Earthquake Disasters: Sylmar Earthquake Tectonics II

The mountains of San Gabriel are 37 miles and are long portions of the Transverse Ranges that are bordered along the northern part of the San Andreas Fault, south of the Cucamonga Fault and southwestern portion of the Serra Madre Fault. Part of the Transverse Ranges are Santa Ynez, the Santa Monica Mountains and San Bernardino. From the Islands of Channel offshore unto the Little San Bernardino Mountains which is 300 miles or 480 kilometers towards the east; that is the stretch of the domain’s ranges. At the base of San Gabriel Mountains lies its frontal fault’s system. It extends from the Fault Zone of San Jacinto located in the east to the offshore portion of Malibu located in the west. This is primarily defined by the moderate – shallow faults that are dipping northward with a vertical displacement that is estimated to be about 4,000 – 5,000 feet.

Evidences have revealed that the Transverse Ranges in the west were formed when the Pacific Plate had moved northward which was relative to the North American Plate. When the plate had shifted northwards, a part of the terrain which was parallel to the coast was rotating in a clockwise motion. This left it oriented between the east and west. The perimeter of the series of basins that have a starting point at the Santa Barbara Channel were formed by the Transverse Ranges. A few number of damaging occurrences have happened, with three situated at Santa Barbara in the years 1812, 1925, and 1978 and the other two in San Fernando Valley in the years 1971 and 1994, though other the faults in the basin that has a high Quaternary slip rate have not made any large earthquakes.

With that said, the San Fernando earthquake happened along with strong ground motion that lasted for 12 seconds. The faulting’s origin was five miles to the north of the Valley of San Fernando. Significant damage has been seen in portions localized in the valley. Not only have that but also in the foothills of the mountains of San Gabriel right above the block fault. What was responsible for the movement was the fault that had the least suspicion to cause any harm or the least threatening of all. After the event, an urgency erupted in identifying other faults that are similar to that one in the metropolitan area of Los Angeles.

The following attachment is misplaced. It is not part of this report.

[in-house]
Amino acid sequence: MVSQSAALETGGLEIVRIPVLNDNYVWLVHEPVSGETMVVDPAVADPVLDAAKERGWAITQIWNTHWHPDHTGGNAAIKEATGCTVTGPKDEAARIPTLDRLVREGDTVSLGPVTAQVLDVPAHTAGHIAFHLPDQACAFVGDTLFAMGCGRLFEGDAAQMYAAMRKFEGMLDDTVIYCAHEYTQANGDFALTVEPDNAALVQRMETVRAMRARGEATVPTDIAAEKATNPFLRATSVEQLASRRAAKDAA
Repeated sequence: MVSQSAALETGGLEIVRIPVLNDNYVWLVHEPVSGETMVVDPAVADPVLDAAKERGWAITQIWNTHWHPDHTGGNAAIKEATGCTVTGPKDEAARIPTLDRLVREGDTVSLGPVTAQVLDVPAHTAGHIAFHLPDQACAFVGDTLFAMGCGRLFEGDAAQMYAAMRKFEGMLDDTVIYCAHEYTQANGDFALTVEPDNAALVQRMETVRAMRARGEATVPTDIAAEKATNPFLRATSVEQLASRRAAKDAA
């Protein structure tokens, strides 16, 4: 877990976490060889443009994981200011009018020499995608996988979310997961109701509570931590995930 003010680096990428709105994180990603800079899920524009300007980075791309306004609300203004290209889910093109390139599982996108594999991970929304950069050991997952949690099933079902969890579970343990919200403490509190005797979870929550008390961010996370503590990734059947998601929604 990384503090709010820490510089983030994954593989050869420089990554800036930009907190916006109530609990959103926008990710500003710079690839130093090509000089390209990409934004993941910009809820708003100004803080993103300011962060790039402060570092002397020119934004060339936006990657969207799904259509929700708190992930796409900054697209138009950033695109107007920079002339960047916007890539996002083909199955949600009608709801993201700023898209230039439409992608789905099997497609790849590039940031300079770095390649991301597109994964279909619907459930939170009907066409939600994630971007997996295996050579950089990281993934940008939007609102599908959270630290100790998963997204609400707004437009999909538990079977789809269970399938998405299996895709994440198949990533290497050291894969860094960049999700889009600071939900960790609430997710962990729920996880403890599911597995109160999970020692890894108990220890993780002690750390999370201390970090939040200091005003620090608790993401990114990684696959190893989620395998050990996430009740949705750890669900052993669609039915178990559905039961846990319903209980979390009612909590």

Key attributes to the event considered that thrust faults within the mountains located north of Los Angeles resulted to an earthquake. This earthquake had a similar magnitude to the Northridge Earthquake in the year 1994. Both earthquakes had occurred in industrial and urban areas; both occurrences struck into the hearts of the survivors and the residents of California. The tragedies had caused Considerable economic impairment and loss of irreplaceable lives. Each of these events have prompted an urgent necessity in the careful scrutiny of the geological structure of the place, and this has been the object of study in scientific communities in the area and the planning authorities.

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